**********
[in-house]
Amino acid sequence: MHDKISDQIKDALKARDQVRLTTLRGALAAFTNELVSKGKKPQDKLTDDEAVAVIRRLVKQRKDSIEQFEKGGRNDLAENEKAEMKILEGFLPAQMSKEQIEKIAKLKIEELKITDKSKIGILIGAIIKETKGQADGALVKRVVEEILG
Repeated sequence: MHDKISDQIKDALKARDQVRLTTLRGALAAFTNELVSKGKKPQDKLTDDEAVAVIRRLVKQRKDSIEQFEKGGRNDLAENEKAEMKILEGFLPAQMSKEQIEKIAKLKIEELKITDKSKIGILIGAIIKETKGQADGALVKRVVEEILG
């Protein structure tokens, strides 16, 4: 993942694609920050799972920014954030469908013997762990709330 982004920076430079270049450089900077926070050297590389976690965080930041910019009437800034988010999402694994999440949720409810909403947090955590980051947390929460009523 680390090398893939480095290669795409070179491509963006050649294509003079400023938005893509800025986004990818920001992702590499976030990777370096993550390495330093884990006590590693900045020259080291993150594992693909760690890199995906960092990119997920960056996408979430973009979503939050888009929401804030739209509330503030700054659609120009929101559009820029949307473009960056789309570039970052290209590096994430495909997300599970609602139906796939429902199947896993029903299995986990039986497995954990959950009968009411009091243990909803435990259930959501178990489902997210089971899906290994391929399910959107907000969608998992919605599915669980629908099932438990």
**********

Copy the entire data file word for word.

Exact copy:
[in-house]
Amino acid sequence: MHDKISDQIKDALKARDQVRLTTLRGALAAFTNELVSKGKKPQDKLTDDEAVAVIRRLVKQRKDSIEQFEKGGRNDLAENEKAEMKILEGFLPAQMSKEQIEKIAKLKIEELKITDKSKIGILIGAIIKETKGQADGALVKRVVEEILG
Repeated sequence: MHDKISDQIKDALKARDQVRLTTLRGALAAFTNELVSKGKKPQDKLTDDEAVAVIRRLVKQRKDSIEQFEKGGRNDLAENEKAEMKILEGFLPAQMSKEQIEKIAKLKIEELKITDKSKIGILIGAIIKETKGQADGALVKRVVEEILG
């Protein structure tokens, strides 16, 4: 993942694609920050799972920014954030469908013997762990709330 982004920076430079270049450089900077926070050297590389976690965080930041910019009437800034988010999402694994999440949720409810909403947090955590980051947390929460009523 680390090398893939480095290669795409070179491509963006050649294509003079400023938005893509800025986004990818920001992702590499976030990777370096993550390495330093884990006590590693900045020259080291993150594992693909760690890199995906960092990119997920960056996408979430973009979503939050888009929401804030739209509330503030700054659609120009929101559009820029949307473009960056789309570039970052290209590096994430495909997300599970609602139906796939429902199947896993029903299995986990039986497995954990959950009968009411009091243990909803435990259930959501178990489902997210089971899906290994391929399910959107907000969608998992919605599915669980629908099932438990």